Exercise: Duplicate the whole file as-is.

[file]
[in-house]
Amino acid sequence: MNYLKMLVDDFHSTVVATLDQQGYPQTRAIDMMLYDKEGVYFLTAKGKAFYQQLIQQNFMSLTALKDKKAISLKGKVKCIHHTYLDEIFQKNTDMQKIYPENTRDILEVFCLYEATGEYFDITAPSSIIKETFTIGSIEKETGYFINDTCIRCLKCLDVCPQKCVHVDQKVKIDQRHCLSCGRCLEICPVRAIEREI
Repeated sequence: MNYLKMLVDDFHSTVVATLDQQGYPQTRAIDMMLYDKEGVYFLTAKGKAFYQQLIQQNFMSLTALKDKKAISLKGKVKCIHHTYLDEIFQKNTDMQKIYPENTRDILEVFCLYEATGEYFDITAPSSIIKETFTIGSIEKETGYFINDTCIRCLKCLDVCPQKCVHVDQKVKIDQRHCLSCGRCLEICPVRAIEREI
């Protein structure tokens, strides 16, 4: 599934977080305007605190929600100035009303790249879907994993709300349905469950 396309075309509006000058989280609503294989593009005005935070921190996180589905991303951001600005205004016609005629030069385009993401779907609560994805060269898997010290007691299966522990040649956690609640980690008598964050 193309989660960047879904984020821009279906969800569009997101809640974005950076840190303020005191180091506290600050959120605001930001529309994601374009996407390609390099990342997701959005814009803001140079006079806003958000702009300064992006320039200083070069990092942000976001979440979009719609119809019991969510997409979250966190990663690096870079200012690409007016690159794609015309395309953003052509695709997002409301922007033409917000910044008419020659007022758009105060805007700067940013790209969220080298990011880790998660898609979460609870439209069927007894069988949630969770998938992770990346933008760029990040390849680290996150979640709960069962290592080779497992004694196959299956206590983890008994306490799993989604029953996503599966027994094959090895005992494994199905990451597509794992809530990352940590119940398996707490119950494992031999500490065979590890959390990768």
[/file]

[in-house]
Amino acid sequence: MNYLKMLVDDFHSTVVATLDQQGYPQTRAIDMMLYDKEGVYFLTAKGKAFYQQLIQQNFMSLTALKDKKAISLKGKVKCIHHTYLDEIFQKNTDMQKIYPENTRDILEVFCLYEATGEYFDITAPSSIIKETFTIGSIEKETGYFINDTCIRCLKCLDVCPQKCVHVDQKVKIDQRHCLSCGRCLEICPVRAIEREI
Repeated sequence: MNYLKMLVDDFHSTVVATLDQQGYPQTRAIDMMLYDKEGVYFLTAKGKAFYQQLIQQNFMSLTALKDKKAISLKGKVKCIHHTYLDEIFQKNTDMQKIYPENTRDILEVFCLYEATGEYFDITAPSSIIKETFTIGSIEKETGYFINDTCIRCLKCLDVCPQKCVHVDQKVKIDQRHCLSCGRCLEICPVRAIEREI
């Protein structure tokens, strides 16, 4: 599934977080305007605190929600100035009303790249879907994993709300349905469950 396309075309509006000058989280609503294989593009005005935070921190996180589905991303951001600005205004016609005629030069385009993401779907609560994805060269898997010290007691299966522990040649956690609640980690008598964050 193309989660960047879904984020821009279906969800569009997101809640974005950076840190303020005191180091506290600050959120605001930001529309994601374009996407390609390099990342997701959005814009803001140079006079806003958000702009300064992006320039200083070069990092942000976001979440979009719609119809019991969510997409979250966190990663690096870079200012690409007016690159794609015309395309953003052509695709997002409301922007033409917000910044008419020659007022758009105060805007700067940013790209969220080298990011880790998660898609979460609870439209069927007894069988949630969770998938992770990346933008760029990040390849680290996150979640709960069962290592080779497992004694196959299956206590983890008994306490799993989604029953996503599966027994094959090895005992494994199905990451597509794992809530990352940590119940398996707490119950494992031999500490065979590890959390990768």